" Mr. Speaker, Sir, I am going to give the letter, in fact, so that there is no insinuation of things that do not exist. Here is a copy of the letter, Mr. Speaker, Sir."
This was the prime minister's reaction to the leader of the opposition's question about whether there was any reference in the letter from the minister of justice of Madagascar to the government " to contacts between a present minister of this government and people in Madagascar involved in this trafi c de Bois de Rose. "And the letter handed over to the leader of the opposition put an end to the exchange, doubts, aspersions etc. Unfortunately, the prime minister chose to disclose the letter to whitewash one of his ministers. Had the letter contained information implicating a member of the opposition, I doubt that he would have been so forthcoming in dishing up the information. Nor would he have had to.
We do not want to gloat about this situation where our parliamentarians are accusing one another of the very same things. However, we cannot help but think how much better off everyone would be, including and perhaps particularly those of our parliamentarians who have nothing to hide, if a Freedom of Information Bill was tabled in parliament tomorrow. The press and the public at large would have real information to base themselves upon, which would automatically put an end to rumour- mongering and false accusations.
The last time Eric Guimbeau asked the prime minister if the government proposed to introduce a Freedom of Information Bill, the question touched off a rather long exchange about the major considerations which have up until now, hindered the introduction of such legislation. So here is our two- pence worth on this debate to help dispel some of the confusion it involves.
Let's fi rst get rid of the fallacy that the Freedom of Information Act is a piece of legislation which would require that our public body is made totally naked for us to pry about in each and every corner of it. There is no country in the world where citizens have the right to access ALL the information they want when they want. Nor is it what anyone is asking for. Therefore, the fear expressed by the prime minister about " data preservation, exemption, compliance and noncompliance issues and preservation of sensitive commercial information bearing in mind the provisions of the Data Protection Act 2004", is not legitimate and has no validity. Some of the information would still be classifi ed by virtue of the statutory exemptions. These would apply to both the private and the public sector.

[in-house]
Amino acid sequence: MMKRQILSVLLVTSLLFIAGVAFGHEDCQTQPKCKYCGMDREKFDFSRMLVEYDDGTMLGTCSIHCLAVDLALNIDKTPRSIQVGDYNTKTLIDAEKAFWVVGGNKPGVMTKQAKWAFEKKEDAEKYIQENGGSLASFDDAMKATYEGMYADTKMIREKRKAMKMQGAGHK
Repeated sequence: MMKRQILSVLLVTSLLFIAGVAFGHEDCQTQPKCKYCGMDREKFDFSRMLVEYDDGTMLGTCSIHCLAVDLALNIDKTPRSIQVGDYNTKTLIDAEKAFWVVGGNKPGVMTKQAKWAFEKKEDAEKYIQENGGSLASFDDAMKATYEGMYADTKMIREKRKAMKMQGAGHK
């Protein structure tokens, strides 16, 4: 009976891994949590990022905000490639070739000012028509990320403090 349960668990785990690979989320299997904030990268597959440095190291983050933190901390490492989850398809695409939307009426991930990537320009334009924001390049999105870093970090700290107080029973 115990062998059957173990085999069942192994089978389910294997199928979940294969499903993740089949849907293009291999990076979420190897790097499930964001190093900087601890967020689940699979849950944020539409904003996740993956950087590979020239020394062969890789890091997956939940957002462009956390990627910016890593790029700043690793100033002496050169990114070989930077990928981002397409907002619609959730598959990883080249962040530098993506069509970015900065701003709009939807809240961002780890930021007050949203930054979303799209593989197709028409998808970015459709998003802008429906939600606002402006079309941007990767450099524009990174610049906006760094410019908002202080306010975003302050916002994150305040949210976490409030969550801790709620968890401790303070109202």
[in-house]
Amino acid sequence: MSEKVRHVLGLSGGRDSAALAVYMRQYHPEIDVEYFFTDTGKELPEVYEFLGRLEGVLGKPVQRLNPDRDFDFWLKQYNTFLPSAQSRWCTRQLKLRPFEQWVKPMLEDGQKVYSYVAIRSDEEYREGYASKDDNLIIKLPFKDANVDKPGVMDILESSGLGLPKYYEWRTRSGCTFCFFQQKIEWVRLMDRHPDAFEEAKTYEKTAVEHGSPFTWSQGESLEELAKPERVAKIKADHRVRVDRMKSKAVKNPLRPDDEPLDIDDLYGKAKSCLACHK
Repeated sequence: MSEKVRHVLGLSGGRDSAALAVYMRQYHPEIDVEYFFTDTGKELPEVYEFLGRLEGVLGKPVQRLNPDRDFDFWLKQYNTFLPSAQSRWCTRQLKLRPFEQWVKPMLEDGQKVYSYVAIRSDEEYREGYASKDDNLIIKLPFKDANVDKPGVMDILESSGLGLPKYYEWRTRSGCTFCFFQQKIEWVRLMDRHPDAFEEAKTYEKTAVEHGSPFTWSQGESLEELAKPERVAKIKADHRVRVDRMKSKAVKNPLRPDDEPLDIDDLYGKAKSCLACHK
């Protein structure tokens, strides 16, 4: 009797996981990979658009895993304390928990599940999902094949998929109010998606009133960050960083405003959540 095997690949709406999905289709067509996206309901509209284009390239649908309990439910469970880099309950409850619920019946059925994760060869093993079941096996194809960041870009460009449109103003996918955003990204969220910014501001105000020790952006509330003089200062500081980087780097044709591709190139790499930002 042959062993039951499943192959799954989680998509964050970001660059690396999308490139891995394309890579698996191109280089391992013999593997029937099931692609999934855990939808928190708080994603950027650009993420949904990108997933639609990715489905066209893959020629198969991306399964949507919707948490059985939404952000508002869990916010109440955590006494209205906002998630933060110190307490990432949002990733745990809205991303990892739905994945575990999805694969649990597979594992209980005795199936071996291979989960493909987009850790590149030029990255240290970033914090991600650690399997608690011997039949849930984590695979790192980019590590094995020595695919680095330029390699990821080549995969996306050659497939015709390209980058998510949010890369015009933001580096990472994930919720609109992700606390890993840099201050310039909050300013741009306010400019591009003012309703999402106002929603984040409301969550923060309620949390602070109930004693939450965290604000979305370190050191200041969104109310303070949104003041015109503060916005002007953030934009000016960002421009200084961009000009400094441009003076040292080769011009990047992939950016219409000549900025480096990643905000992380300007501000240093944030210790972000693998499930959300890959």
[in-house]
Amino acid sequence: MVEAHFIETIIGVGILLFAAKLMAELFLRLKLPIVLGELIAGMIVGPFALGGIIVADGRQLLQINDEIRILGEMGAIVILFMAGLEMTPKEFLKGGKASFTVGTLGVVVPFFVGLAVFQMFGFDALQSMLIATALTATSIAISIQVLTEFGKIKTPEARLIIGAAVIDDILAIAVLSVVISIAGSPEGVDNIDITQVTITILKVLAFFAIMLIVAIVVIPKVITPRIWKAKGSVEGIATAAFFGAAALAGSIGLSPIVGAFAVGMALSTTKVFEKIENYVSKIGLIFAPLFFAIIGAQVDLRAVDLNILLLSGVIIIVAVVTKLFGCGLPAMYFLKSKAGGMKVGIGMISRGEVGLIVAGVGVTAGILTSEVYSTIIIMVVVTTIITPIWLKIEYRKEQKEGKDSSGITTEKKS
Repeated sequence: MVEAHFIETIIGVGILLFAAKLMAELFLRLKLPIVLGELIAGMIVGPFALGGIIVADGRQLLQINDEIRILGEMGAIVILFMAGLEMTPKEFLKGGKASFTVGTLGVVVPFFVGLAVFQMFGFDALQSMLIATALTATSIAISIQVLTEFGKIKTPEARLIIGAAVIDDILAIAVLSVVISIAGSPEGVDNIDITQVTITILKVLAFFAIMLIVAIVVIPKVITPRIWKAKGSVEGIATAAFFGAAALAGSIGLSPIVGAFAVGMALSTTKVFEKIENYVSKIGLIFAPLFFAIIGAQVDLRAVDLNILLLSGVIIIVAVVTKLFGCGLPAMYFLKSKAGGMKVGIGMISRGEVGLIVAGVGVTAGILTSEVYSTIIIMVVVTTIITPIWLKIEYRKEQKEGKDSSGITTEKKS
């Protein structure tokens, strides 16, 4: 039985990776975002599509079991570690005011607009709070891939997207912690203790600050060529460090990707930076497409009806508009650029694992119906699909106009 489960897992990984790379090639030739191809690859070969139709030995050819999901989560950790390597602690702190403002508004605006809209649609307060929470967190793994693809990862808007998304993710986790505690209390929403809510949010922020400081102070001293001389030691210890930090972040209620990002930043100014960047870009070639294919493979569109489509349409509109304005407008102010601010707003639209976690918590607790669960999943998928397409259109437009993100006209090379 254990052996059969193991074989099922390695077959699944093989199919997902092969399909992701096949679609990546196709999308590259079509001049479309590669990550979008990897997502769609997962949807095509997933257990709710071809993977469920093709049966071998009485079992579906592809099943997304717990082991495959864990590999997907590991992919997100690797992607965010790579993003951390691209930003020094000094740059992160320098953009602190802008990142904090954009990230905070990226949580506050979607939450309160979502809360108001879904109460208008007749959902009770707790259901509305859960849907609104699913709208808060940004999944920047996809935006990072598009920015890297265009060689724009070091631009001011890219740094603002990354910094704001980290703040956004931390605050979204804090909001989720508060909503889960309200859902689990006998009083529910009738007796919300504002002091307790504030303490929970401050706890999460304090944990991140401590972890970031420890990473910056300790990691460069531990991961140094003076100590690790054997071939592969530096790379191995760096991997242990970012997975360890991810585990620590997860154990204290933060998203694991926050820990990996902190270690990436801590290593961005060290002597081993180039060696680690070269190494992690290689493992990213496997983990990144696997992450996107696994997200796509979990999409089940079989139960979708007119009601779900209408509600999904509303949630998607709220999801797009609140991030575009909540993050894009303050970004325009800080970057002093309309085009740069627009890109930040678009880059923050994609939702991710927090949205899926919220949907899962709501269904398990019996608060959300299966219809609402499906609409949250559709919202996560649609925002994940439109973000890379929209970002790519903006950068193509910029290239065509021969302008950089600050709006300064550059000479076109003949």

The prime minister also raised concern about the impact such legislation would have " on the working procedures of the public service". As it happens, countries where such legislation has been enacted have seen their public service work much more effi ciently as public servants become more rigorous in keeping records. Such legislation might even prevent the kind of situations we have had where civil servants pay the price for ministers who may have given verbal instructions instead of documenting them.
There are over ninety countries in the world which have adopted this legislation. The World Bank and the International Monetary Fund make it a requirement for countries wishing to borrow money as they would like to see transparency and accountability before they dish out the cash. In advanced democracies, information cannot be treated as the private property of the prime minister or his senior ministers.